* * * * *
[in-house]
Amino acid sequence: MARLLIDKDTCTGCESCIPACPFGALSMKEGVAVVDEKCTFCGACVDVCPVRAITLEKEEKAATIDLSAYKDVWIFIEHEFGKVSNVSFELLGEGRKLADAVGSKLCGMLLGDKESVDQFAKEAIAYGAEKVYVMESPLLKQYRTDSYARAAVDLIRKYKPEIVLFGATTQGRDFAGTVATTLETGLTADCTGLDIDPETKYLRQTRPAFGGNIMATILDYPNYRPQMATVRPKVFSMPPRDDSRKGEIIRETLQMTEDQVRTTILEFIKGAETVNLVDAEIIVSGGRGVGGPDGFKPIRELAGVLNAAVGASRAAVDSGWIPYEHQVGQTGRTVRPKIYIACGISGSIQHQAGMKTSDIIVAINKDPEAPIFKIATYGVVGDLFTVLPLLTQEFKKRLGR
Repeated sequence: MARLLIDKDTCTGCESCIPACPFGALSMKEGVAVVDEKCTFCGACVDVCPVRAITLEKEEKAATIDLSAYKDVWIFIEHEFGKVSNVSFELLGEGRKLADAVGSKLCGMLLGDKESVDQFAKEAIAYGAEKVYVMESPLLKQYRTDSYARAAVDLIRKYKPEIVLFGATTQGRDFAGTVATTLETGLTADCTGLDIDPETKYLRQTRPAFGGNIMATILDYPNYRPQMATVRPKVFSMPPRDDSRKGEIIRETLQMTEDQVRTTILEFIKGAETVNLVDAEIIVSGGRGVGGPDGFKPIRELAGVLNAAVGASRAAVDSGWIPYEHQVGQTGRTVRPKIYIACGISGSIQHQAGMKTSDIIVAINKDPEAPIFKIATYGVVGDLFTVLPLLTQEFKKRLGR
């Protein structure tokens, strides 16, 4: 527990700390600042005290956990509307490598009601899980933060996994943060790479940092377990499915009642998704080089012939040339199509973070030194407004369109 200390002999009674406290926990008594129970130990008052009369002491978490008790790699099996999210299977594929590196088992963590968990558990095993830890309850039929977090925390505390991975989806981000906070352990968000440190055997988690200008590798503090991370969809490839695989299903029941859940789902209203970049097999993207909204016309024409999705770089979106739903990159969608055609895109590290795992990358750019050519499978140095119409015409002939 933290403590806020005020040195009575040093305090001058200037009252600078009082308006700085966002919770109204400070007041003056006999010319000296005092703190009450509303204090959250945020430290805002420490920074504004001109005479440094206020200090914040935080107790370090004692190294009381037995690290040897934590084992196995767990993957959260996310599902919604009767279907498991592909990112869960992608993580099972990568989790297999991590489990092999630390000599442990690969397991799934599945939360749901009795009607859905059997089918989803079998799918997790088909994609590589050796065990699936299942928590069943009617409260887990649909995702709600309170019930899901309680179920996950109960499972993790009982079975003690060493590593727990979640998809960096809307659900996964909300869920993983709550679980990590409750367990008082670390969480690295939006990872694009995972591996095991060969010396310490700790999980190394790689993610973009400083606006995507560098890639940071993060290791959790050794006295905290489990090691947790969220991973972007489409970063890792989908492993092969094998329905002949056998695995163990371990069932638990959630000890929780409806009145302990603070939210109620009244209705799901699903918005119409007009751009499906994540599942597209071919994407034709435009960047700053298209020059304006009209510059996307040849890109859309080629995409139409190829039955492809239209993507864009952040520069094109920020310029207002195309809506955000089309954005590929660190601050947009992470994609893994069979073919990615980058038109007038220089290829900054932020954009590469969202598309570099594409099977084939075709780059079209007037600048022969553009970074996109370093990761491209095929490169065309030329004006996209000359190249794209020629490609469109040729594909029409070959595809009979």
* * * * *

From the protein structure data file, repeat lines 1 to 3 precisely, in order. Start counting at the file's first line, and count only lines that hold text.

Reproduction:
[in-house]
Amino acid sequence: MARLLIDKDTCTGCESCIPACPFGALSMKEGVAVVDEKCTFCGACVDVCPVRAITLEKEEKAATIDLSAYKDVWIFIEHEFGKVSNVSFELLGEGRKLADAVGSKLCGMLLGDKESVDQFAKEAIAYGAEKVYVMESPLLKQYRTDSYARAAVDLIRKYKPEIVLFGATTQGRDFAGTVATTLETGLTADCTGLDIDPETKYLRQTRPAFGGNIMATILDYPNYRPQMATVRPKVFSMPPRDDSRKGEIIRETLQMTEDQVRTTILEFIKGAETVNLVDAEIIVSGGRGVGGPDGFKPIRELAGVLNAAVGASRAAVDSGWIPYEHQVGQTGRTVRPKIYIACGISGSIQHQAGMKTSDIIVAINKDPEAPIFKIATYGVVGDLFTVLPLLTQEFKKRLGR
Repeated sequence: MARLLIDKDTCTGCESCIPACPFGALSMKEGVAVVDEKCTFCGACVDVCPVRAITLEKEEKAATIDLSAYKDVWIFIEHEFGKVSNVSFELLGEGRKLADAVGSKLCGMLLGDKESVDQFAKEAIAYGAEKVYVMESPLLKQYRTDSYARAAVDLIRKYKPEIVLFGATTQGRDFAGTVATTLETGLTADCTGLDIDPETKYLRQTRPAFGGNIMATILDYPNYRPQMATVRPKVFSMPPRDDSRKGEIIRETLQMTEDQVRTTILEFIKGAETVNLVDAEIIVSGGRGVGGPDGFKPIRELAGVLNAAVGASRAAVDSGWIPYEHQVGQTGRTVRPKIYIACGISGSIQHQAGMKTSDIIVAINKDPEAPIFKIATYGVVGDLFTVLPLLTQEFKKRLGR